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Episode 24: AC/DC

(Atlantic Records via Amazon.com)

Jeff and Scot talk to Eric Garcia about AC/DC.

Introducing the Band
Your hosts Scot Bertram (@ScotBertram) and Jeff Blehar (@EsotericCD) with guest Eric Michael Garcia, reporter for Roll Call. Follow Eric on Twitter at @EricMGarcia, and read his work here.

Eric’s Musical Pick: AC/DC
The gang breaks out their schoolboy uniforms and disconcertingly tiny shorts as they get dosed with ten thousand volts of AC/DC, one of the quintessential hard-rock groups of all time. After an opening debate on whether they’re properly an Australian or Scottish band, Eric, Scot and Jeff talk about the glory of brothers Angus (lead guitar) and Malcolm (rhythm guitar) Young as reliably great purveyors of riffage with a dark edge and a sure sense of ridiculousness. Jeff emphasizes that, while they were the key blueprint for Spinal Tap, it should never be forgotten that AC/DC was always in on the joke, with self-consciously silly over-the-top lyrics combined with deadly serious guitar playing. Eric celebrates them as a band without any pretensions that seemed made directly for “the knuckleheads like me.”

The Aussie Years: High VoltageT.N.T. and Dirty Deeds Done Dirt Cheap
From small things big things one day come, and all are agreed that AC/DC wasn’t really sure quite what they wanted to be on their Australian-only debut album High Voltage (1975). Their cover of “Baby Please Don’t Go” is pretty snappy, but elsewhere they experiment with glam-rock touches (and even make a laughable attempt at a ‘pretty’ power ballad in “Love Song”) and generally don’t seem to know where they’re going. Their lead singer, a chap named Bon Scott, seems to have very little idea of how to even carry a tune — but that would change very soon.

Everyone is much more positive about the band’s second album, T.N.T. (1975), where the band scores their first real classic in “It’s A Long Way To The Top” (featuring Bon on bagpipes) and generally sounds ten times more competent and self-assured. Only the rather stifled production (Jeff says “Live Wire” sounds like it was recorded in a tube sock) and a few obnoxiously repetitive songs — to wit, Scott’s ode to venereal disease “The Jack” — let it down. Scot loves the ‘boogie’ sound on this album – not quite the blazing metallic hard rock of their later career, still more openly bluesy. Eric draws attention to the interplay between Malcolm and Angus as guitar players, weaving in and out of one another all over this record, and particular on the title track (oi! oi! oi!).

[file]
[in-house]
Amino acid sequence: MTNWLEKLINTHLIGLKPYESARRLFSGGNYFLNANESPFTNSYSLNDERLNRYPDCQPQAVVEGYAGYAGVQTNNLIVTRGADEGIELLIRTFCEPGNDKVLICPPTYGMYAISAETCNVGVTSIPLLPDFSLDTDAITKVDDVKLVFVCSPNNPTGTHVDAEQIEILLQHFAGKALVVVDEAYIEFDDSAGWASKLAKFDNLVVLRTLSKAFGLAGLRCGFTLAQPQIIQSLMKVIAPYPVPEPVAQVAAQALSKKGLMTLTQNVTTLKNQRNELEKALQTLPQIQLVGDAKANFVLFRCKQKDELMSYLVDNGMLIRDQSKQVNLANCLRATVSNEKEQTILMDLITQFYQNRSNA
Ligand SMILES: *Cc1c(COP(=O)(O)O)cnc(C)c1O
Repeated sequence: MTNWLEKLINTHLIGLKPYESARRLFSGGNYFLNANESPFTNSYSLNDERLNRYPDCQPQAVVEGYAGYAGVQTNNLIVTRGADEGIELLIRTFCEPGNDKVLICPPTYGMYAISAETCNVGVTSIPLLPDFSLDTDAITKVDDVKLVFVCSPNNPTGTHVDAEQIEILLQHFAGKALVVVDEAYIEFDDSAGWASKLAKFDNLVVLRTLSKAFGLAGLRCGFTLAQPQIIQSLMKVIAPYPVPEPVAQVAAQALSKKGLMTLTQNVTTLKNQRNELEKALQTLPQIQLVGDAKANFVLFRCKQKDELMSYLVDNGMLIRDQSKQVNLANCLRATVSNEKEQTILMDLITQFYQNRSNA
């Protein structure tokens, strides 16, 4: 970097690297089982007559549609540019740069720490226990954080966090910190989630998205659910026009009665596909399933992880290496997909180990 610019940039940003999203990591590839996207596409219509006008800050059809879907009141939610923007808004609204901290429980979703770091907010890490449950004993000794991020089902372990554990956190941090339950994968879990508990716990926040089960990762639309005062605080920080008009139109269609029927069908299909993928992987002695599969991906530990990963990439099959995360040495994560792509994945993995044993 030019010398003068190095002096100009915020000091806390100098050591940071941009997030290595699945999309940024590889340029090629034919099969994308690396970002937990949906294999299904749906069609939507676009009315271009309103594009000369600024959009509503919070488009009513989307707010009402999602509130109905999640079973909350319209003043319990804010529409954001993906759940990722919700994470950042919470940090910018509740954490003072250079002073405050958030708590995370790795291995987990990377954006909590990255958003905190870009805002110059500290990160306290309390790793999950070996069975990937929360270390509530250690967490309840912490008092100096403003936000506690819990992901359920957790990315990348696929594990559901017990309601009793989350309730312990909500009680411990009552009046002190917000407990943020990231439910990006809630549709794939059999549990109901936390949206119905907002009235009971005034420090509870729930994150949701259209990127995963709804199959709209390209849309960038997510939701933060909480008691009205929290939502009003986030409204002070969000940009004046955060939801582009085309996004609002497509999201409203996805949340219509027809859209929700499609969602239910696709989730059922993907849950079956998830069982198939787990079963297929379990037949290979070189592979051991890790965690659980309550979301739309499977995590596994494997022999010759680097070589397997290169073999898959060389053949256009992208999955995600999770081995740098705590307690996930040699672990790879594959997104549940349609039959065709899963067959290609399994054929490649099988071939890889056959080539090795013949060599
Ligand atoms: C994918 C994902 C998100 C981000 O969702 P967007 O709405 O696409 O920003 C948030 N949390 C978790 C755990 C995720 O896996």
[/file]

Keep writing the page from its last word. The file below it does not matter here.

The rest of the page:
While T.N.T. eventually gained international release outside of Australia (in an adulterated version that was, confusingly, called High Voltage and included two songs from the debut record), their 3rd album was rejected by American record executives and kept away from U.S. audiences. The irony is this record was Dirty Deeds Done Dirt Cheap (1976), the record where many believe AC/DC really put it all together for the first time. (Certainly, most readers will be familiar with the fascinatingly charismatic grunting of the title track.) Scot avers that the record company might have had their reasons, not only because the album is still a bit unformed (with a few generic tracks), but also because it’s a deeply, deeply sleazy record, with songs like “The Squealer” about which the less you understand lyrically, the better. Jeff agrees but nevertheless cannot help loving wonderfully stupid dirty jokes like “Big Balls,” which is pretty much about exactly what you think it is. (Jeff declares Bon Scott to be “the Leonardo da Vinci of singing about balls.”)

Let There Be Rock: AC/DC Find Their Sound and are Fully Unleashed
A healthy quotient of fans would argue that the band didn’t really become the AC/DC we all know and love until Let There Be Rock (1977), an album that is a sonic revolution for the band. Not only is their playing tighter and more focused, but their production is improved tenfold and finally the guitar sound is that wild, overcharged, lightning-bolt AC/DC sound that went on to define the group for the rest of their careers. Jeff loves every song on this record, yes, even the one called “Crabsody In Blue” (no points for guessing what it’s about). But Scot loves the title track (which is self-mythologizing sort of ‘gospel of rock & roll’ song that every self-respecting metal band needs) and points out that songs like these are long because Angus Young genuinely has interesting things to say. Jeff agrees and says he has never been more interesting than on “Whole Lotta Rosie,” and that his brother’s rhythm guitar is nearly as impressive.